The majority of the village was paying attention to this exchange. Old men and women alike came to their doors and windows when the city visitor had started speaking. Those old enough to have treated the little boy poorly stood with their eyes cast down, afraid to look at the city man who had once been one of their own. They could see from the city man’s demeanor and dress that he was educated and successful, and if they had treated him kindly he might have been willing to help the village during its time of distress now.
The village elder continued to rant at the man, discounting the agreement the village had made to the young men sent off to war and arguing that no one had harmed him directly. The city man explained to the elder that he remembered everything that had happened to him all those years ago, including how the village had treated him when he was vulnerable and alone.
Calmly, he stood up and smacked the village elder hard across the face; the village elder flew back and lay stunned on the ground, holding his bloody lip with his hand.
“You lie too much and are rife with dishonor,” said the city man. He addressed the village in a strong, but quiet voice. “This ‘elder’ of yours is a liar and a killer. His father allowed him to stay in the village instead of going with the rest of the young men to fight in the war because he was afraid to lose the son he had spoilt.
Then, once my father was gone, the elder’s son harassed my mother continually, until one night he broke into our small home, abused her, and left her to die. His father the elder came and dragged my mother’s body out and threw her into the pit to hide his own son’s crimes, and the elder told me to leave as no one will help me. The elder turned his back multiple times on the agreements of assistance he made with my father.
Eventually my father returned, my father learned the truth of what happened and he meted out the punishment deserved. Your village elder received the punishment that your entire village earned for being dishonorable and living lies. His own son, after taking on the mantle of village elder, also has not lived up to the responsibilities inherent with that role and position, and he continues his father’s legacy of being dishonorable and a liar.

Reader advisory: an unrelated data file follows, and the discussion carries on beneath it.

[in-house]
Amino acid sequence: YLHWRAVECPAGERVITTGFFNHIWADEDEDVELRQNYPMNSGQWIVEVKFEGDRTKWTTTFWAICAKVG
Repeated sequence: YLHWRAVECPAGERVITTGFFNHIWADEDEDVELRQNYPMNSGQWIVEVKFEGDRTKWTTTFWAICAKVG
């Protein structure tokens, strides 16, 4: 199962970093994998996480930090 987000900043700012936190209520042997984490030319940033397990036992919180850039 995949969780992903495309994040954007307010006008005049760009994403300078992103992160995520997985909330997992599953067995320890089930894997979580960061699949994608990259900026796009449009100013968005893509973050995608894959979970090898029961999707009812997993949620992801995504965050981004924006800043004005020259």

And you each share the fault. Each of you knew about the agreements made. Each of you turned your eyes away and your backs onto the situation once the men had left for war. And now you get to live with this village “elder” in a village that is dying – all due to your own choices. Do not worry – I am not going to do anything further to him or to this village. You will reap what you have sown – all those many years ago through today.
The young man turned his back on the village and the village elder and left them all to deal with the Truth he had brought into the Light.
In this story there are many instances of choices and non-choices. We cannot tell you what the ‘correct’ choice is or was because there is no ‘correct’ choice. There is choice and non-choice and both have ramifications and benefits.
Each person is responsible for their own Free Will choices regardless of what the circumstances are surrounding a situation. If you believe otherwise, you are lying to yourself. We will still love you, but the lies you tell yourself are just as damaging as the lies you tell to others.
We beseech you – free yourself from the lies you are telling yourself and embrace the Truth; it may be hard at first, but it gets easier very quickly and it will change your life.
Blessings to you, Beloved Ones.